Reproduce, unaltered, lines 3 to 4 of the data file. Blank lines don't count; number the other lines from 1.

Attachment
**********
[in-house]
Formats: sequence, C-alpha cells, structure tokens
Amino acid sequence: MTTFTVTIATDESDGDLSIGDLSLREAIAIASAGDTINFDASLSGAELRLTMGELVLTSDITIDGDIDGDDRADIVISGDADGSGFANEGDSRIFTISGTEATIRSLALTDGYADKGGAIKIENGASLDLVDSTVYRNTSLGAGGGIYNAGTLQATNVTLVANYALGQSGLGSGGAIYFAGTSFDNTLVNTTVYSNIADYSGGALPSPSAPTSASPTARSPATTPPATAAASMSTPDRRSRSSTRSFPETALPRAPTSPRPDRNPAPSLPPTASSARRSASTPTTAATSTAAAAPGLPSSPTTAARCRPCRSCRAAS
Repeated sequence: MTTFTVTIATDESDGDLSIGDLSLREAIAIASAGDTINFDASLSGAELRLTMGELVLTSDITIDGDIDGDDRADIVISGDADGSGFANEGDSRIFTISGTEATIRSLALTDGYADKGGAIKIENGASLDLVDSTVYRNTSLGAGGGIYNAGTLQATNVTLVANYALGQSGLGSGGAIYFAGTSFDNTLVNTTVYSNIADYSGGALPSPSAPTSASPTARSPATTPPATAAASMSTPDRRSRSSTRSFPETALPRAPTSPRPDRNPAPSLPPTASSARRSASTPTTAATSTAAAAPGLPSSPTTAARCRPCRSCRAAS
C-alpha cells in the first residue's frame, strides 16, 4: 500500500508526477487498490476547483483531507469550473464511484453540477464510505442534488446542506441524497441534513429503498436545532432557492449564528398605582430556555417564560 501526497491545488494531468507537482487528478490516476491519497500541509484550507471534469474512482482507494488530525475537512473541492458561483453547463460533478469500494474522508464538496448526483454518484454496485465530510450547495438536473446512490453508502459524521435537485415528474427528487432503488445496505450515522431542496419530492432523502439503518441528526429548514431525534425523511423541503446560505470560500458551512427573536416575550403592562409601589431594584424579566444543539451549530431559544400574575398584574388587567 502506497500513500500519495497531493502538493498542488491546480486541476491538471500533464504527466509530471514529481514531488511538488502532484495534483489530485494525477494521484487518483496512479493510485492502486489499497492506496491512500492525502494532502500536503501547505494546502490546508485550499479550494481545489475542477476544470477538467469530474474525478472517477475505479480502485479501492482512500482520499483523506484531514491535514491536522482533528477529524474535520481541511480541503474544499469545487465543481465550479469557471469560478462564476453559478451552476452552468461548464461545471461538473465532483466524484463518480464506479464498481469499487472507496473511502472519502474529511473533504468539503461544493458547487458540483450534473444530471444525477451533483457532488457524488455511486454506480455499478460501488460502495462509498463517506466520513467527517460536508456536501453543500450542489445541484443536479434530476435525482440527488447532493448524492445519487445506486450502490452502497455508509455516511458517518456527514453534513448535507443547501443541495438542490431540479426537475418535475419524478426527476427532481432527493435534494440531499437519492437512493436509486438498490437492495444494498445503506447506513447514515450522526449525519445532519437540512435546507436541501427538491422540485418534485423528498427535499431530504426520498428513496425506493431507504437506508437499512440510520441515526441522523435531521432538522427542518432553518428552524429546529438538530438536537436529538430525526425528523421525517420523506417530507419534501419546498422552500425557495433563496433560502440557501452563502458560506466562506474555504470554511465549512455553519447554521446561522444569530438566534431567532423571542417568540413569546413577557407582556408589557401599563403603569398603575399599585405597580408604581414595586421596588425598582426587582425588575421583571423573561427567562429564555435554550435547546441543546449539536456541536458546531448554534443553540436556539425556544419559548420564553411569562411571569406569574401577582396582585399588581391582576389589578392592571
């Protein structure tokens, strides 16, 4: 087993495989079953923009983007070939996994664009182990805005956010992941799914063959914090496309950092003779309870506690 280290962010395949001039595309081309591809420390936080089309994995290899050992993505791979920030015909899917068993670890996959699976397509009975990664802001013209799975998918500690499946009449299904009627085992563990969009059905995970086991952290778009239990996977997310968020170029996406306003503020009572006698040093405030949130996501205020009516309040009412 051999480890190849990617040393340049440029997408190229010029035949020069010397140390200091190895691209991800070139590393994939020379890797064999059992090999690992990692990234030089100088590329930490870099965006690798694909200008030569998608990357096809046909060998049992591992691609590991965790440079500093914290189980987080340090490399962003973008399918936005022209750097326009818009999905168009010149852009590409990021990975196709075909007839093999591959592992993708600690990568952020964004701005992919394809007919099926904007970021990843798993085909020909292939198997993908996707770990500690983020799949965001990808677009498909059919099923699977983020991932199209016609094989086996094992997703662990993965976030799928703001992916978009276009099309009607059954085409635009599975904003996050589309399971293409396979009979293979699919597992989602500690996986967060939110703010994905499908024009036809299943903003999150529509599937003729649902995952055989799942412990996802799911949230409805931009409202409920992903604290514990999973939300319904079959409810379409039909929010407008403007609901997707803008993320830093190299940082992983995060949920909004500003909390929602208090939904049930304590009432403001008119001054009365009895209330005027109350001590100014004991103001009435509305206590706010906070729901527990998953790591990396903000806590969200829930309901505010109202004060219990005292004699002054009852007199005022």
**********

Amino acid sequence: MTTFTVTIATDESDGDLSIGDLSLREAIAIASAGDTINFDASLSGAELRLTMGELVLTSDITIDGDIDGDDRADIVISGDADGSGFANEGDSRIFTISGTEATIRSLALTDGYADKGGAIKIENGASLDLVDSTVYRNTSLGAGGGIYNAGTLQATNVTLVANYALGQSGLGSGGAIYFAGTSFDNTLVNTTVYSNIADYSGGALPSPSAPTSASPTARSPATTPPATAAASMSTPDRRSRSSTRSFPETALPRAPTSPRPDRNPAPSLPPTASSARRSASTPTTAATSTAAAAPGLPSSPTTAARCRPCRSCRAAS
Repeated sequence: MTTFTVTIATDESDGDLSIGDLSLREAIAIASAGDTINFDASLSGAELRLTMGELVLTSDITIDGDIDGDDRADIVISGDADGSGFANEGDSRIFTISGTEATIRSLALTDGYADKGGAIKIENGASLDLVDSTVYRNTSLGAGGGIYNAGTLQATNVTLVANYALGQSGLGSGGAIYFAGTSFDNTLVNTTVYSNIADYSGGALPSPSAPTSASPTARSPATTPPATAAASMSTPDRRSRSSTRSFPETALPRAPTSPRPDRNPAPSLPPTASSARRSASTPTTAATSTAAAAPGLPSSPTTAARCRPCRSCRAAS